Lumber revisited – again …

09/05/2016

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I know nothing about the harvesting techniques of wood/lumber.

The post below the two dashed lines is over a year old.

These targets were generated from harmonic pattern recognition.

Notice, there are NO oscillators, moving averages, bands or anything like that .. just PRICE and TIME.

They were all hit … sometimes they work, sometimes they don’t.

There is no “back tested” or “could of, would of, should of”

Patterns exist for only one reason … to let you know when your wrong.

What comes next? I don’t know, find a pattern …

Bart

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CLIFF NOTES: below is a weekly continuous contract of the lumber futures.  all the ratios come together at 241-242.  this is a very nice one….stay tuned. might/could find support a little lower and then it’s off to the races in/around here but the larger pattern is very nice.  appears bullish from a WOOD/CUT/Lumber Futures perspective.

Lumber Futures

Lumber Futures

WOOD - Timber ETF

WOOD – Timber ETF

CUT

CUT

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2 Comments on “Lumber revisited – again …

  1. Herr Bartelloni:

    Biggest concern about this chart… is the price of lumber has been dislocated from reality since 2008 and aside from some price movement (the 50% draw down in 09-10…. The price of lumber futures has not reflected the reality of the cash market for lumber.

    The pricing of lumber ( and most building materials) never repriced to consider two huge macro market trends.

    First home building in the US ( and globally) has been in the worst decline and home production trough (as bad as the great depression). 8 years later the US market is starting to produce the volume of homes (product that requires lumber) that matches the 75 year trough BOTTOM in annual home production. Yes for 8 solid years the production and use lumber has not matched the lowest volume of lumber usage in 75 years… now we are just hitting numbers of production that would match the bottom 15% of worst years of home production and lumber usage. Yet the cost of lumber futures are pinned to all time highs… that is dislocated pricing in capital markets. If lumber pricing accelerates it will suffocate price models for construction and economic stimulation through real estate.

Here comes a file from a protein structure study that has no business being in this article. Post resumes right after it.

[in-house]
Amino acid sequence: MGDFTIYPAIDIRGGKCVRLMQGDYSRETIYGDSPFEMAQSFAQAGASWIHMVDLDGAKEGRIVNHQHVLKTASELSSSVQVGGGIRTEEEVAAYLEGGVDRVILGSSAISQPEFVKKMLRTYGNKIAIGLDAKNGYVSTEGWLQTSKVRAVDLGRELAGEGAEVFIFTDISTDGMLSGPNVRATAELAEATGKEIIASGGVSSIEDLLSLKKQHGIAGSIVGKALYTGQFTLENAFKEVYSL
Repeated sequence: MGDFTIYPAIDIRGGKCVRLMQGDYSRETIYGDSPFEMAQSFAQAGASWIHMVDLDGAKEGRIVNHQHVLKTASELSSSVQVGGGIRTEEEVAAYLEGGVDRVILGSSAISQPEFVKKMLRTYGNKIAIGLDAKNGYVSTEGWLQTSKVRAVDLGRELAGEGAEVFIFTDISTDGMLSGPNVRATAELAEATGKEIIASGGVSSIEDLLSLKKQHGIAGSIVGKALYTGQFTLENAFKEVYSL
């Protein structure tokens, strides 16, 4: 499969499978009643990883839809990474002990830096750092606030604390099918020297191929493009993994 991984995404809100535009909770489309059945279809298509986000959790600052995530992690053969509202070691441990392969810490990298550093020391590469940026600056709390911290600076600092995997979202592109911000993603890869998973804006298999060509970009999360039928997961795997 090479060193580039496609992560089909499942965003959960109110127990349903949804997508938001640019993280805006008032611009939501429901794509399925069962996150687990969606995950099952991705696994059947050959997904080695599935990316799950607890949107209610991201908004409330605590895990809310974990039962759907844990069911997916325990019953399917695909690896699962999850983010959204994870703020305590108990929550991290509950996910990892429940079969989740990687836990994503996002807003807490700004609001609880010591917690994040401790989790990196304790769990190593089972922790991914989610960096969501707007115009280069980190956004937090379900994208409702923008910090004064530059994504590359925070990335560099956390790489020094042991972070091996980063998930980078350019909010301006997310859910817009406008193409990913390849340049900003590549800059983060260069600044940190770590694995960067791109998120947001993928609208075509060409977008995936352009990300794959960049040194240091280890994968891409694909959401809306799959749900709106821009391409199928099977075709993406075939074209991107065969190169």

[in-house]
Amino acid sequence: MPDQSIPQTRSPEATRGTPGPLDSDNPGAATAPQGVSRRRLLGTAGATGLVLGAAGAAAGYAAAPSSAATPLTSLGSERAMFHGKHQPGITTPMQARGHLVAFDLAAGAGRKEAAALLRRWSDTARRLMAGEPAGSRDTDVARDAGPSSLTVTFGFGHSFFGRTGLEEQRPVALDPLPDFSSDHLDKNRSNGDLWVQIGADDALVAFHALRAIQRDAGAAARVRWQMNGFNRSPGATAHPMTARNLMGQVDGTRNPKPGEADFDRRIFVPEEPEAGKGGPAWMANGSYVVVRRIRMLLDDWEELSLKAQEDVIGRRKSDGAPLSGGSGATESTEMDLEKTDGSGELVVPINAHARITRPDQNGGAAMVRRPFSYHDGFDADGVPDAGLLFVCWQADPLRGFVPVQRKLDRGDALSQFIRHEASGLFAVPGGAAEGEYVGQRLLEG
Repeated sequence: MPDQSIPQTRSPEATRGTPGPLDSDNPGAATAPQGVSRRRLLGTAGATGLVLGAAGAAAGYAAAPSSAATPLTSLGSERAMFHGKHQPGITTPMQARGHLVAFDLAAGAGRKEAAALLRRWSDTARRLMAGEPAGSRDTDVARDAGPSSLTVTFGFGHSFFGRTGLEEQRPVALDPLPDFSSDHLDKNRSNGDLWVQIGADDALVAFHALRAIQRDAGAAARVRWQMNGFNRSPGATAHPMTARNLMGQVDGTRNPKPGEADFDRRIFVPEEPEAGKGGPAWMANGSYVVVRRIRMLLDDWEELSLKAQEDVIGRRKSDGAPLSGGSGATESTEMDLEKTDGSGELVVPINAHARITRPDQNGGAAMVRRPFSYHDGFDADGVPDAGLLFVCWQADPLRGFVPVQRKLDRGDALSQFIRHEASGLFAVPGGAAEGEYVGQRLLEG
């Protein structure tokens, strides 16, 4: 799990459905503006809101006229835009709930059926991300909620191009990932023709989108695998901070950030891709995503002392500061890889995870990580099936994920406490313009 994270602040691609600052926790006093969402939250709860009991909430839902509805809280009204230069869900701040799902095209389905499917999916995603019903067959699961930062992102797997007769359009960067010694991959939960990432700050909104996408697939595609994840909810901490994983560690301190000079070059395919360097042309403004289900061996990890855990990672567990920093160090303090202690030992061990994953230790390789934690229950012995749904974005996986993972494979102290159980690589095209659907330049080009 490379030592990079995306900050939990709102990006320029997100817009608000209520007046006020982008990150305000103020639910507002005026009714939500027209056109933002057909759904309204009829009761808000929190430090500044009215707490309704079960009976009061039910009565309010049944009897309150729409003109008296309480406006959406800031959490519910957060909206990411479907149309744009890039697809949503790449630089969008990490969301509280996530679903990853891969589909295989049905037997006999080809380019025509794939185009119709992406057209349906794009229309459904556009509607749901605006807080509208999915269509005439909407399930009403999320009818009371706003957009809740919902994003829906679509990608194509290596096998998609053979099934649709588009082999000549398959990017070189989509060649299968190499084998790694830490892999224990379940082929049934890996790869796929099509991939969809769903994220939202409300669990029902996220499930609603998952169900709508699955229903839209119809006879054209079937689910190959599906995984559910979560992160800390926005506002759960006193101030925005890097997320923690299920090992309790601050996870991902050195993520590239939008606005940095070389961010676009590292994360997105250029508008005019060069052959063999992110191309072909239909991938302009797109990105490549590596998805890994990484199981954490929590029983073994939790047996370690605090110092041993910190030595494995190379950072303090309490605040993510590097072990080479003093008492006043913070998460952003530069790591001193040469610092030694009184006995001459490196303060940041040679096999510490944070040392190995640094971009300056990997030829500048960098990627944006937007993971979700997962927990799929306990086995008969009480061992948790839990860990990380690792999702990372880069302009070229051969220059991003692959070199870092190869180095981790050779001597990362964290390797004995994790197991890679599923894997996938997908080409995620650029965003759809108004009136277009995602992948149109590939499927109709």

Second… Lumber and several other commodities futures tend to be more illiquid than say oil. Oil’s precipitous decline of 60-80% was only result of one factor (as was it’s ascent) excess investment or speculation by institutions starting in 2000. Removal of depression era laws/regulations about investing in commodities allowed the large banks to form massive commodities businesses that inflated pricing across the board. This was eventually (slowly) corrected by regulators and oil declined to historic (yet still high numbers) that more accurately reflect global consumption of the product. This happened because oil (& gas) far more liquid and represented 70% of the banks/ HF’s “commodities portfolios”. The less liquid commodities have not experienced the exit of the big bank & fund money.

    Based on consumption – wood being used to make stuff. The pricing on CUT should be between $8.5-9.5, rather than $25. Agriculture is another area where the big banks and funds are liquidating over time. As it reflects a low amount of cash in the portfolio it will take years… or a global panic to dispense of these assets.

    Msgr. Curran

    ________________________________

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